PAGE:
Jason Dea's Pages

Tuesday, December 21, 2010

This thing feels like plastic...

I’ve been playing the guitar since I was 12 years old.  I was lucky that I have a father who’s also been playing for many years.  He has always had a nice collection of Fender and Gibson guitars, and ever since I learned how to play an open E chord, I’ve been lucky enough to be spoiled by the sound and feel of some of the best instruments.

About 10 years ago, I was young and naïve, and was sold by marketing hype on a newer better design for an electric guitar from a company called Parker.  The slick glossies that I came across had me salivating at the thought of a new and better way to play my music.  Could these things actually make me a better musician?
Alas, once I had a chance to get in to my local music store, and pulled a brand new Parker Fly off the wall, and played the first few bars of Bark at The Moon I was sadly disappointed.  To me, it felt like a piece of plastic and really added nothing to my music playing experience.  If anything these new super light guitars made my playing worse.  This clearly wasn’t making me a better musician.

This was a tremendously important lesson to me.  Innovation for the sake of innovation has little value.  The world of enterprise software is ripe with vendors making this mistake.  The latest example of this to me is Cloud Computing.  I think vendors need to take a step back and really ask themselves - Will this help organizations do things in a better or easier way?  Virtualization has been so disruptive to the world of enterprise software, that vendors are in a state of catch-up, and most are trying to make up for their deficits with more jargon.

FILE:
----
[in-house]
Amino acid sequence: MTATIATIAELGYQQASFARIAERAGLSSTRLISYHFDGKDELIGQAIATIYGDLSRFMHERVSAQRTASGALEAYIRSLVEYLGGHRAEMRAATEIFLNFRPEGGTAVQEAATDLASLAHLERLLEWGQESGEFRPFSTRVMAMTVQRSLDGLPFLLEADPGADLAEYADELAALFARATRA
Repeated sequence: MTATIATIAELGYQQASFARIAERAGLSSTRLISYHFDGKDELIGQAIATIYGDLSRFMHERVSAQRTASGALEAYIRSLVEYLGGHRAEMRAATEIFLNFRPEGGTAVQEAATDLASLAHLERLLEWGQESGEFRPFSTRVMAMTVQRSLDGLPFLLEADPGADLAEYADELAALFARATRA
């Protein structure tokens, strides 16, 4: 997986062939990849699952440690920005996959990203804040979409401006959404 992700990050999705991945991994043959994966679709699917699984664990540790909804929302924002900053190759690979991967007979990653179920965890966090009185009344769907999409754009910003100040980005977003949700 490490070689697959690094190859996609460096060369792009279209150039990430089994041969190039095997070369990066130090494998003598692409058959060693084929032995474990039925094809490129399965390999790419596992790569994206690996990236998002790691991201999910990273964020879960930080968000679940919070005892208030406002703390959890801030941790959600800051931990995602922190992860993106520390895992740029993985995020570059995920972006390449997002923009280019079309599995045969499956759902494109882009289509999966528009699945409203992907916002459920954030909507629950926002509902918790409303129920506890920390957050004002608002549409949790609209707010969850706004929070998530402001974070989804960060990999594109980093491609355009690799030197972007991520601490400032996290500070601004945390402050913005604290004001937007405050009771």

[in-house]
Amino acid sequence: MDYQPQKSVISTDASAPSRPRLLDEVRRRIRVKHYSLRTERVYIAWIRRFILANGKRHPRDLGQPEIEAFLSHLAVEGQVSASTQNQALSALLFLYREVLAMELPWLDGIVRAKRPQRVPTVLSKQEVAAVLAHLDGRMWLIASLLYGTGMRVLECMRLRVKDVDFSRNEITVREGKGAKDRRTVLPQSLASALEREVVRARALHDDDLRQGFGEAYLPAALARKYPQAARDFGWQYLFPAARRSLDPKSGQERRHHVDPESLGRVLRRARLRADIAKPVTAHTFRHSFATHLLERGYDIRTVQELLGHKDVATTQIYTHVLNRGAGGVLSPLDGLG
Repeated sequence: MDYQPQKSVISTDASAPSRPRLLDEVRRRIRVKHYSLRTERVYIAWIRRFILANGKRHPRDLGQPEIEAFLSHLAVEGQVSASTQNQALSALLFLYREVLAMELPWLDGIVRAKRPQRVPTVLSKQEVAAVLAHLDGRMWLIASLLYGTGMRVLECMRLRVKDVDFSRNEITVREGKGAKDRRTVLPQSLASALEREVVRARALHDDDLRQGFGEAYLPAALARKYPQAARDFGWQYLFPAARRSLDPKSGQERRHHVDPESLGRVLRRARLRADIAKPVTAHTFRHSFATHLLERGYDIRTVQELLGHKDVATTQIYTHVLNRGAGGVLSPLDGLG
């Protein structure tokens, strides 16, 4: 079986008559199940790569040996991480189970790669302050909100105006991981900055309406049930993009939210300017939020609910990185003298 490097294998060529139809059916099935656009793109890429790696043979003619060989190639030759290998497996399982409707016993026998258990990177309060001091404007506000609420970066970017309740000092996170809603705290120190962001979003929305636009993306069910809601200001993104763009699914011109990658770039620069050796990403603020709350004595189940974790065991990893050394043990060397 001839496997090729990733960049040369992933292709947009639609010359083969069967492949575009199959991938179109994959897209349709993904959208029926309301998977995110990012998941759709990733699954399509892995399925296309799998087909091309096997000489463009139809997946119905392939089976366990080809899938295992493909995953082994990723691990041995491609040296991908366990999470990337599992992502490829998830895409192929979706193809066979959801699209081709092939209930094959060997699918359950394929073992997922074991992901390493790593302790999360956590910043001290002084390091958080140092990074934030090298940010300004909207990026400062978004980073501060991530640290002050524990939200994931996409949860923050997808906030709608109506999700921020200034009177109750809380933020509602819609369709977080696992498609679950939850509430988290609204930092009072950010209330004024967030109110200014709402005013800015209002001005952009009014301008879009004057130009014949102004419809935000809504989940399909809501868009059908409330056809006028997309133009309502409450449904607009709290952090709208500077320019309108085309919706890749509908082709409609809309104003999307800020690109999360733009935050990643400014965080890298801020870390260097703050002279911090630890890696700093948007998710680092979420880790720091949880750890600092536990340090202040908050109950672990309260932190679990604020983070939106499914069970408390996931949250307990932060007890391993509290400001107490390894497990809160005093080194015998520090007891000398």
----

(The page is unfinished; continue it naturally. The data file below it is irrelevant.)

To me vendors need to first ask more questions, and make fewer statements.

Can automation be used to help IT managers improve efficiency without sounding like outsourcing?  Can user identity be a point of access control that can be the key to leveraging shared internet resources?  I think these are the conversations that need to happen today.  How do you readers out there feel about the promises being made by cloud computing?  Are we in the midst of a large marketing exercise, or can these new technology help us all to do better business?  

I for one don’t believe anyone is in the market for another plastic guitar…


Post a Comment